Take part in this year's 9447 CTF over at: https://9447.plumbing/
!As promised, the scoring site is now released as open source at https://github.com/Nakiami/mellivora
Huge thanks to all participants - a fantastic show of skill. We had a great time and hope you enjoyed the last 24 hours.
Congratulations to the winners of UNSWCTF:
#1 - Team "7449" (The University of New South Wales)
Sarah Jayne Bennett, Evgeny Martynov, Oliver Chang, and John Cramb
#2 - Team "takyon" (The University of New South Wales)
Ben Faull, Steven Fan, and Casey Roberts
#3 (General), #1 (High School) - Team "a" (North Sydney Boys High School)
Austin Tankiang, Donny Yang, Kelvin Xu, and Haimin Huang
Shortly before the competition ended, the team th3j35t3r withdrew from the competition as not all of their members were students, and were as such not eligible to compete.
In the interest of furthering everyone’s education, all placing teams have kindly produced write-ups of how they solved the challenges. They can be found here:
If you wish to attempt the challenges again, you can still download associated files by logging on with your user details. Challenge services are no longer running however, so you will have to set up locally.
You can register interest in future events here
. Future events are likely going to be open to the public.
Thanks again to our sponsors, SecurusGlobal
, without which the competition would not have been possible.Welcome to game day! All accounts have been enabled. You should have received an email from us this morning with important information.
Please Ctrl + F5 twice on the page to get the latest CSS. Otherwise the challenge page will look very bad.
Please see https://twitter.com/UNSWCTF
Click this link to join our chat channel using Kiwi IRC
.Welcome to the UNSW Security Society CTF, sponsored by Securus Global
. Australian university, high school and TAFE students are invited to register today. The intention of this competition is to raise public awareness of the importance of security in IT technologies. It aims to create an environment in which teams of students can use their skills constructively to solve security related problems.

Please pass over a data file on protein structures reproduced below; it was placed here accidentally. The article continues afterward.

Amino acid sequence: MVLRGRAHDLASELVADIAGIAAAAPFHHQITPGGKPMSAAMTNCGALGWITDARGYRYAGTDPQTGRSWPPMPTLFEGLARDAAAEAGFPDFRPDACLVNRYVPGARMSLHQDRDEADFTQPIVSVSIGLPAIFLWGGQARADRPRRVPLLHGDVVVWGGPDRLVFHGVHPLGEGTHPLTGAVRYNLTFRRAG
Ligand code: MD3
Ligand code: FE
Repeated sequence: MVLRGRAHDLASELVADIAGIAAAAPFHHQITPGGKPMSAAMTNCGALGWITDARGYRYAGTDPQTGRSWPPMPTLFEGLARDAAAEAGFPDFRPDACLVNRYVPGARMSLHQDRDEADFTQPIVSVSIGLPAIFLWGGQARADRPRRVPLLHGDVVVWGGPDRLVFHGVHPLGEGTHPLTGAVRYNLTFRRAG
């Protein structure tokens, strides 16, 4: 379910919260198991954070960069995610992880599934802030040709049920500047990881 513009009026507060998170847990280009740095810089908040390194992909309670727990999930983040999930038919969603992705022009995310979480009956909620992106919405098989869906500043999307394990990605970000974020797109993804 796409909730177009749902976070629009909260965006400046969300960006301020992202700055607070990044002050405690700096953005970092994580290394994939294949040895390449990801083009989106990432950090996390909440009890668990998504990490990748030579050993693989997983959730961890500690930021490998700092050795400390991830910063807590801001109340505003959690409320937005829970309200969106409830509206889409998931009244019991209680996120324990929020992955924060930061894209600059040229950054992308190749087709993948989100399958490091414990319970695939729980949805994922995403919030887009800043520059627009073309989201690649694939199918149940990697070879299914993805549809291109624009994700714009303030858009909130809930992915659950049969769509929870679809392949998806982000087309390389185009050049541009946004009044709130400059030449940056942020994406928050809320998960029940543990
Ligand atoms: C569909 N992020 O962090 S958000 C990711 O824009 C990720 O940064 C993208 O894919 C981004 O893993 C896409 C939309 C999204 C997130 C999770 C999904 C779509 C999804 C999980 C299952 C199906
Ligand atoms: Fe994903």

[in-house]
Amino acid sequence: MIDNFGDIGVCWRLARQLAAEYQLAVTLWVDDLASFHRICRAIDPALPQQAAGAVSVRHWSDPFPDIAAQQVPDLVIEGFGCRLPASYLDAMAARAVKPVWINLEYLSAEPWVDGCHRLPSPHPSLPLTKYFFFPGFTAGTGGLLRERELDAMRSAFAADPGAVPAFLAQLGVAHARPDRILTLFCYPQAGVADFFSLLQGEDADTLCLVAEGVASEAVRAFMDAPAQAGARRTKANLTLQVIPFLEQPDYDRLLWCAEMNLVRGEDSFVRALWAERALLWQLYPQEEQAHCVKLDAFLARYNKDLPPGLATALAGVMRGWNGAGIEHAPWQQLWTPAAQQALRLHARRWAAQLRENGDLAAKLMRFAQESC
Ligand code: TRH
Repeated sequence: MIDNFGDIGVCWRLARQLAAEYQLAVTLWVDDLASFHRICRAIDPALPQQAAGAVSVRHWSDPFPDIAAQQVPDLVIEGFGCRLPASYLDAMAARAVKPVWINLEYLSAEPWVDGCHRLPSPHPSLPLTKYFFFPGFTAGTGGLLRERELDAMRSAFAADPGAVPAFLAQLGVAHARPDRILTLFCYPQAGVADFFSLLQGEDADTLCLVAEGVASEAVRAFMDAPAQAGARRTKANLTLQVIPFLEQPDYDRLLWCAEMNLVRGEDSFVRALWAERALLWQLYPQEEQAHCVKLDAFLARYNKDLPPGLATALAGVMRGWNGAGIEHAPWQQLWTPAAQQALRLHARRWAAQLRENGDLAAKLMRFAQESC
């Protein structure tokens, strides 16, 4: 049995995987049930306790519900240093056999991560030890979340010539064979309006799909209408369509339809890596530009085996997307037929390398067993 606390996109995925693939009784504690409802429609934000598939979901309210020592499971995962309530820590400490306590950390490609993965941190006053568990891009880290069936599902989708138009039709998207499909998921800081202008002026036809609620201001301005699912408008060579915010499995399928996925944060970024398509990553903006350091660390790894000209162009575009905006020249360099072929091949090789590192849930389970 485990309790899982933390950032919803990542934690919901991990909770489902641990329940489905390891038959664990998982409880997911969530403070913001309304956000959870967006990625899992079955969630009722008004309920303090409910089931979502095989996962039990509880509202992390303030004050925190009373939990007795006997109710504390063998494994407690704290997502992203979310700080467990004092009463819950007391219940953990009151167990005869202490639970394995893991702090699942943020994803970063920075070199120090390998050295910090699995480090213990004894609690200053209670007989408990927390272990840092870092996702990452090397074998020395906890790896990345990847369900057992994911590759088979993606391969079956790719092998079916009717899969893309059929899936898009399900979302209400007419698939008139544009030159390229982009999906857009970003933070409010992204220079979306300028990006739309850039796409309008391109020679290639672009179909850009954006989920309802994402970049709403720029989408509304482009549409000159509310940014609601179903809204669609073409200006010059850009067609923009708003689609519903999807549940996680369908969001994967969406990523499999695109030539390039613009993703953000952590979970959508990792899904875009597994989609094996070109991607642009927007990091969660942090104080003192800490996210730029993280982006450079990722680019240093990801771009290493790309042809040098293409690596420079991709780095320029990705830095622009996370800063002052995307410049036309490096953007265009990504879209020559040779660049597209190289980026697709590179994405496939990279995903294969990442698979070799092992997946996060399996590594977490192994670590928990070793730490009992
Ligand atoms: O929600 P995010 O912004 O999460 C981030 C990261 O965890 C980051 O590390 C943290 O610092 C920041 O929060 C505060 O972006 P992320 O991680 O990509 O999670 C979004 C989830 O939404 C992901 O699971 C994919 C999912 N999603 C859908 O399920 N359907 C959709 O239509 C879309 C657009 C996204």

The top three teams receive
- 1st place $1000 cash, as well as three tickets to attend the Ruxcon Security Conference in Melbourne
- 2nd place $500 cash
- 3rd place $250 cash
Special prizes will also be awarded to the highest scoring high school team (TBA).
The competition is run online and teams can compete from any location. This site is used for retrieving challenges, submitting flags and tracking scores during the competition. Updates and service statuses will be posted on our twitter account: https://twitter.com/UNSWCTF
. Important team-specific updates will be sent by email to registered teams. The competition is open to Australian university, high school and TAFE students only. An email address issued by your institution is required to register.
The competition is set to run continuously for 24 hours, starting at 10am (Sydney time), Saturday the 28th of September, 2013
Registration closes one week before the competition begins. The scoreboard will be public - spectators do not need to register.
Challenge topics cover
- Web applications
- Reverse engineering and exploitation
- Network and memory forensics
and are aimed at students of all levels.
- The goal of each challenge is to uncover a "flag", which is a string of text. The flags for each challenge are submitted on this site in order to receive points. Challenges award varying amounts of points depending on difficulty. The teams with the most amount of points at the end of the competition wins (see below).